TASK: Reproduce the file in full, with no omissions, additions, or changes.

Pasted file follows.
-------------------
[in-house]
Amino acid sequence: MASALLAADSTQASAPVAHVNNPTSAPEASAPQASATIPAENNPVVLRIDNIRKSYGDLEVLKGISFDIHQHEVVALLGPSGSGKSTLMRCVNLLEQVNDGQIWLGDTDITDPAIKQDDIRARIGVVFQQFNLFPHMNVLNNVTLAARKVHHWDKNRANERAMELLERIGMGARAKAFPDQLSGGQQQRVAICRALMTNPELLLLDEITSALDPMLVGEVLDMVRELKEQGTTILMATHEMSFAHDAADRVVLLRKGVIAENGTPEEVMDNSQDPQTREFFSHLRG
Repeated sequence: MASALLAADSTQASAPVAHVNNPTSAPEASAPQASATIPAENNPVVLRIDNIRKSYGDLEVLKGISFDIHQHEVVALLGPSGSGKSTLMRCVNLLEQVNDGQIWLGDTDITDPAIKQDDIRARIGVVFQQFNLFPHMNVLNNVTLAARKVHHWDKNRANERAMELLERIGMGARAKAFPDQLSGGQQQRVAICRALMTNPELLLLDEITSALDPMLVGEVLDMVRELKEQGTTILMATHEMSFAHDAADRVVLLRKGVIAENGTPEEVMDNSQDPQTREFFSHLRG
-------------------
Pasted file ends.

[in-house]
Amino acid sequence: MASALLAADSTQASAPVAHVNNPTSAPEASAPQASATIPAENNPVVLRIDNIRKSYGDLEVLKGISFDIHQHEVVALLGPSGSGKSTLMRCVNLLEQVNDGQIWLGDTDITDPAIKQDDIRARIGVVFQQFNLFPHMNVLNNVTLAARKVHHWDKNRANERAMELLERIGMGARAKAFPDQLSGGQQQRVAICRALMTNPELLLLDEITSALDPMLVGEVLDMVRELKEQGTTILMATHEMSFAHDAADRVVLLRKGVIAENGTPEEVMDNSQDPQTREFFSHLRG
Repeated sequence: MASALLAADSTQASAPVAHVNNPTSAPEASAPQASATIPAENNPVVLRIDNIRKSYGDLEVLKGISFDIHQHEVVALLGPSGSGKSTLMRCVNLLEQVNDGQIWLGDTDITDPAIKQDDIRARIGVVFQQFNLFPHMNVLNNVTLAARKVHHWDKNRANERAMELLERIGMGARAKAFPDQLSGGQQQRVAICRALMTNPELLLLDEITSALDPMLVGEVLDMVRELKEQGTTILMATHEMSFAHDAADRVVLLRKGVIAENGTPEEVMDNSQDPQTREFFSHLRG